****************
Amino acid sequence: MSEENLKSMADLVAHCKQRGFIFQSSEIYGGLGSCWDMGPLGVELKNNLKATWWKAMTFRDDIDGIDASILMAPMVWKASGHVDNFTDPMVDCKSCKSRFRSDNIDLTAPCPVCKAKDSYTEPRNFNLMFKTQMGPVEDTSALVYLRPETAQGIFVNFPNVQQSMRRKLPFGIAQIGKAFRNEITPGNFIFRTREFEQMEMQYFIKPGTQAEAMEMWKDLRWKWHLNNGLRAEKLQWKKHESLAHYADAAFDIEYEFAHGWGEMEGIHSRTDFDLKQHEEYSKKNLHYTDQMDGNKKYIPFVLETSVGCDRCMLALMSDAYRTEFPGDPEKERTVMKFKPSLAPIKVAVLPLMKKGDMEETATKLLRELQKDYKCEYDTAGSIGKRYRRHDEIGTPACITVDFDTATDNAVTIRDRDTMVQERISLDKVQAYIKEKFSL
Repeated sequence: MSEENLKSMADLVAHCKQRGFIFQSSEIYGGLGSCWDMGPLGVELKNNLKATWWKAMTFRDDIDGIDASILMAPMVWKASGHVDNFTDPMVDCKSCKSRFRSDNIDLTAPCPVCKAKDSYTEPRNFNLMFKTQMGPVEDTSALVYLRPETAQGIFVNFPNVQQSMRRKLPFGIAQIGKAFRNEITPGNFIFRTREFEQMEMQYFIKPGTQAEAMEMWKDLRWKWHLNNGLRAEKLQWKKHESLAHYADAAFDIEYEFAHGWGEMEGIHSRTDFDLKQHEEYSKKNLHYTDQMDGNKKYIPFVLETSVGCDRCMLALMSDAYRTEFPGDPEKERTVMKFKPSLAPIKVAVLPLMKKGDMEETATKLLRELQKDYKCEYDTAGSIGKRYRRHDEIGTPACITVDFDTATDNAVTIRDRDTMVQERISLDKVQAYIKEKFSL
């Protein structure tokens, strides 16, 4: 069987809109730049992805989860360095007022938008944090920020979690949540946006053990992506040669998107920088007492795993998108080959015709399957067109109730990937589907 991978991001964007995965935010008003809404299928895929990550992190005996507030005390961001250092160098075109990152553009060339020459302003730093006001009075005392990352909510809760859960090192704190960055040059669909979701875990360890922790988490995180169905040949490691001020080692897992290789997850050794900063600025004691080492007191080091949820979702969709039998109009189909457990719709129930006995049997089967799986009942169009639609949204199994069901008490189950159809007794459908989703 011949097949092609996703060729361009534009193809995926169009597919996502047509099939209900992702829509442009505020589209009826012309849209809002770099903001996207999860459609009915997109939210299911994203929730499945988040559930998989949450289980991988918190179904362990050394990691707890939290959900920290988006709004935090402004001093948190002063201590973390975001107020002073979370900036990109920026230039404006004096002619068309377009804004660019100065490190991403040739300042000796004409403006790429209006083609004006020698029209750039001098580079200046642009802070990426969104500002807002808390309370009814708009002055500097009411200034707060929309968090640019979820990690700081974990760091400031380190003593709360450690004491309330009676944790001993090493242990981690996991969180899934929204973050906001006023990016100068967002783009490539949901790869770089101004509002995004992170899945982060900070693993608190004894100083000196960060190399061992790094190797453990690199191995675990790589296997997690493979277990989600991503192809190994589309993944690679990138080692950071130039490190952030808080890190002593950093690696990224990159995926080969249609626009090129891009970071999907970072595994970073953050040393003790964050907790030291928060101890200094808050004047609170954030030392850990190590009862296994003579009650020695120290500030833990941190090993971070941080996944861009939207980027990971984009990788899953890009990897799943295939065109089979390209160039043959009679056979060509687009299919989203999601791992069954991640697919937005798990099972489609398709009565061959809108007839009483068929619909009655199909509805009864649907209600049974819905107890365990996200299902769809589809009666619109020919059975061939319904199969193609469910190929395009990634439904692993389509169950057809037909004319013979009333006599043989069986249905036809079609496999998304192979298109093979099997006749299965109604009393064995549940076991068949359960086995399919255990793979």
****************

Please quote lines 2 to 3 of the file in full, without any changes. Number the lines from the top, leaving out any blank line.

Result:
Repeated sequence: MSEENLKSMADLVAHCKQRGFIFQSSEIYGGLGSCWDMGPLGVELKNNLKATWWKAMTFRDDIDGIDASILMAPMVWKASGHVDNFTDPMVDCKSCKSRFRSDNIDLTAPCPVCKAKDSYTEPRNFNLMFKTQMGPVEDTSALVYLRPETAQGIFVNFPNVQQSMRRKLPFGIAQIGKAFRNEITPGNFIFRTREFEQMEMQYFIKPGTQAEAMEMWKDLRWKWHLNNGLRAEKLQWKKHESLAHYADAAFDIEYEFAHGWGEMEGIHSRTDFDLKQHEEYSKKNLHYTDQMDGNKKYIPFVLETSVGCDRCMLALMSDAYRTEFPGDPEKERTVMKFKPSLAPIKVAVLPLMKKGDMEETATKLLRELQKDYKCEYDTAGSIGKRYRRHDEIGTPACITVDFDTATDNAVTIRDRDTMVQERISLDKVQAYIKEKFSL
């Protein structure tokens, strides 16, 4: 069987809109730049992805989860360095007022938008944090920020979690949540946006053990992506040669998107920088007492795993998108080959015709399957067109109730990937589907 991978991001964007995965935010008003809404299928895929990550992190005996507030005390961001250092160098075109990152553009060339020459302003730093006001009075005392990352909510809760859960090192704190960055040059669909979701875990360890922790988490995180169905040949490691001020080692897992290789997850050794900063600025004691080492007191080091949820979702969709039998109009189909457990719709129930006995049997089967799986009942169009639609949204199994069901008490189950159809007794459908989703 011949097949092609996703060729361009534009193809995926169009597919996502047509099939209900992702829509442009505020589209009826012309849209809002770099903001996207999860459609009915997109939210299911994203929730499945988040559930998989949450289980991988918190179904362990050394990691707890939290959900920290988006709004935090402004001093948190002063201590973390975001107020002073979370900036990109920026230039404006004096002619068309377009804004660019100065490190991403040739300042000796004409403006790429209006083609004006020698029209750039001098580079200046642009802070990426969104500002807002808390309370009814708009002055500097009411200034707060929309968090640019979820990690700081974990760091400031380190003593709360450690004491309330009676944790001993090493242990981690996991969180899934929204973050906001006023990016100068967002783009490539949901790869770089101004509002995004992170899945982060900070693993608190004894100083000196960060190399061992790094190797453990690199191995675990790589296997997690493979277990989600991503192809190994589309993944690679990138080692950071130039490190952030808080890190002593950093690696990224990159995926080969249609626009090129891009970071999907970072595994970073953050040393003790964050907790030291928060101890200094808050004047609170954030030392850990190590009862296994003579009650020695120290500030833990941190090993971070941080996944861009939207980027990971984009990788899953890009990897799943295939065109089979390209160039043959009679056979060509687009299919989203999601791992069954991640697919937005798990099972489609398709009565061959809108007839009483068929619909009655199909509805009864649907209600049974819905107890365990996200299902769809589809009666619109020919059975061939319904199969193609469910190929395009990634439904692993389509169950057809037909004319013979009333006599043989069986249905036809079609496999998304192979298109093979099997006749299965109604009393064995549940076991068949359960086995399919255990793979």